Africa, the world's wildest continent. David Attenborough takes us on an awe-inspiring journey through one of the most diverse places in the world. We visit deserts, savannas, and jungles and meet up with some of Africa's amazing wildlife.
David Attenborough's legendary BBC crew explains and shows wildlife all over planet earth in 10 episodes. The first is an overview the challenges facing life, the others are dedicated to ... See full summary »
Like all life forms, humanity partially adapts to types of natural environment, yet also tends to change them. Each episode examines how life differs for men and nature in some type of ... See full summary »
If you decide to watch "Frozen Planet", you might want to think twice if you are squeamish or if you're watching with small children. This is because it depicts nature in the raw...and that sometimes means footage of animals killing each other or dying from exposure. I personally prefer this over an overly sanitized program...but it's best you know and understand this so you can make the appropriate choice.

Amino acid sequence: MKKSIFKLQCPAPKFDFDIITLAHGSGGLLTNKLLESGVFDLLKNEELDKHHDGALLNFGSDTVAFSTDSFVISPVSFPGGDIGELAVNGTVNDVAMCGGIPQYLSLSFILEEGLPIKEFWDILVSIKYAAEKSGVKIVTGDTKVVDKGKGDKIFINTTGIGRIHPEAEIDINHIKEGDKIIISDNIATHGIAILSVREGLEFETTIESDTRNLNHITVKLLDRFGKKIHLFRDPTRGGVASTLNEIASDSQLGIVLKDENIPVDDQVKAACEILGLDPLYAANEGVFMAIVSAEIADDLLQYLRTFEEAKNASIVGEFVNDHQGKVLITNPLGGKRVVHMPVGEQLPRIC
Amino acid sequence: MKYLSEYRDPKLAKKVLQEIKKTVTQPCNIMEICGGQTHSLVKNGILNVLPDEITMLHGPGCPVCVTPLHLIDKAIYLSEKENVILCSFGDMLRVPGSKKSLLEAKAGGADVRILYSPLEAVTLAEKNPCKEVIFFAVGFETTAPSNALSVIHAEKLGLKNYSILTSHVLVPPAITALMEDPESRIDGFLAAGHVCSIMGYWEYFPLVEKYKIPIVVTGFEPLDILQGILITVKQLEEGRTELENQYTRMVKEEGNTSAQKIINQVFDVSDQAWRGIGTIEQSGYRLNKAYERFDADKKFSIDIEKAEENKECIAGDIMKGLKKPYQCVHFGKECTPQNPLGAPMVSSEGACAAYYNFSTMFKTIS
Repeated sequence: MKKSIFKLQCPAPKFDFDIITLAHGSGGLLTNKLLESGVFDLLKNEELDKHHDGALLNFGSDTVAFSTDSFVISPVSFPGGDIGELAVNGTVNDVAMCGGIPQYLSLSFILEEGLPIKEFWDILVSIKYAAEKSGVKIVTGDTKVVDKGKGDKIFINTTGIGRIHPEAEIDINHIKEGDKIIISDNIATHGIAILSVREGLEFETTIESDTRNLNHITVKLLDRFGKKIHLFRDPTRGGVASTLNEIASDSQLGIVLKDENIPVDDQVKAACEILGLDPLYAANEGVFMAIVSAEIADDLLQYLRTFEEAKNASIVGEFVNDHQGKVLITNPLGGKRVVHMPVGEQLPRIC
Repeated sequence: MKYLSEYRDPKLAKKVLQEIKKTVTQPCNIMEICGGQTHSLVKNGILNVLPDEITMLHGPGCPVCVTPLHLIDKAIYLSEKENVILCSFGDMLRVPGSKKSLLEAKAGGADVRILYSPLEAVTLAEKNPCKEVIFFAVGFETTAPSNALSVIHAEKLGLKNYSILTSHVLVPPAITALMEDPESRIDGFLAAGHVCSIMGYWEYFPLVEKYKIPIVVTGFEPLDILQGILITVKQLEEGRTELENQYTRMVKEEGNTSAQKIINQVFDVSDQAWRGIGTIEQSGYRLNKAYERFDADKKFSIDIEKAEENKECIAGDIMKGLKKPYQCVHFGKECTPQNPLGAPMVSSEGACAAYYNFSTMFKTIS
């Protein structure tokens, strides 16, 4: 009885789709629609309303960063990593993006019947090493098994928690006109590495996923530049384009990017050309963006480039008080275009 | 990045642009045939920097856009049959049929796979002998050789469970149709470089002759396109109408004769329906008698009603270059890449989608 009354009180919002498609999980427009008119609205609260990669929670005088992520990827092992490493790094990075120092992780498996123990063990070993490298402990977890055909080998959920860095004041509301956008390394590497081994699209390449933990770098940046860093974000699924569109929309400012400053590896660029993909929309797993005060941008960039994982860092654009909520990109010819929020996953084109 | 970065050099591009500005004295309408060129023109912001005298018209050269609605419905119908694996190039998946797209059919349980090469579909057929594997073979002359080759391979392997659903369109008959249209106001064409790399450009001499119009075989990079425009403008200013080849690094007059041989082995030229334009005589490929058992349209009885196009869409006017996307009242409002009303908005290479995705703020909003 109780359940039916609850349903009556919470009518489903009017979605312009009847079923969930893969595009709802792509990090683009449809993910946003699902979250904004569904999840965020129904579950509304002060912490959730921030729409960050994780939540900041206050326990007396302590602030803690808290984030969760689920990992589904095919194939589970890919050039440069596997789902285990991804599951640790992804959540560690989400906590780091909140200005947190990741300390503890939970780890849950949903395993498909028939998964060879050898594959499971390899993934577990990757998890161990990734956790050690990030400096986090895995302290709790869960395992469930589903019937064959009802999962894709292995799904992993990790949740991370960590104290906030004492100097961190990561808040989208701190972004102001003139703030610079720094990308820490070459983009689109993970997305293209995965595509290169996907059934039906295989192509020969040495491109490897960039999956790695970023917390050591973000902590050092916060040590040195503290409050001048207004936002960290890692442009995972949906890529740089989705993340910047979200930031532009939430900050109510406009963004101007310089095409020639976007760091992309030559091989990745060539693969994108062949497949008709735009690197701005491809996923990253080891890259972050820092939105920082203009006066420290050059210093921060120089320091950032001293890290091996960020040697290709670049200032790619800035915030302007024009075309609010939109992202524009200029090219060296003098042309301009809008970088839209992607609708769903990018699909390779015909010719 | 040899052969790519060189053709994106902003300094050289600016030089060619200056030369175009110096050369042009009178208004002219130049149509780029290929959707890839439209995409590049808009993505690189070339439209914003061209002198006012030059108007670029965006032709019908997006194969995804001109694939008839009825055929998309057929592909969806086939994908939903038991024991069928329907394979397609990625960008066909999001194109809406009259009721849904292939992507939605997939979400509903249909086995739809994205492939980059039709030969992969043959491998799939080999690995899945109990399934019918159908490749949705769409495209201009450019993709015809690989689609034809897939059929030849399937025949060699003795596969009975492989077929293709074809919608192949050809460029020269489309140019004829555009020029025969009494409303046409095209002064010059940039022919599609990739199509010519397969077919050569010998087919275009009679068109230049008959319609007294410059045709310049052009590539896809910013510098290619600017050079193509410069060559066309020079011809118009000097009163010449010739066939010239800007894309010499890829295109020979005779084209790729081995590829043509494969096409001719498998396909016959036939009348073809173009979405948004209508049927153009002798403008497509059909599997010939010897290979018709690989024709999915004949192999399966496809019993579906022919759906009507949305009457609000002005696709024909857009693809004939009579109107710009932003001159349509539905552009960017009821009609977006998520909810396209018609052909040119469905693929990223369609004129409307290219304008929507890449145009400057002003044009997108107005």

The film is about both the Arctic and Antarctica and most of the episodes consist of showing the same season in each region. So, for example, the summer in the Arctic would be June-September but in Antarctica you are seeing its summer from December-March. During the course of the episodes you see the usual amazing footage you see in the other recent "Earth" documentaries with David Attenborough...and you often marvel at the people who went to such lengths to get such perfect film. Pretty amazing...and marvelous on a large television.
I think this is a nearly perfect show. My only complaint, and it's a minor one, is that some of the material is repetitive and really noticable if you are binging on the show. I honestly feel they could have edited out an episode or two to make it much more compact.
1 of 2 people found this review helpful.
Was this review helpful to you?
| Report this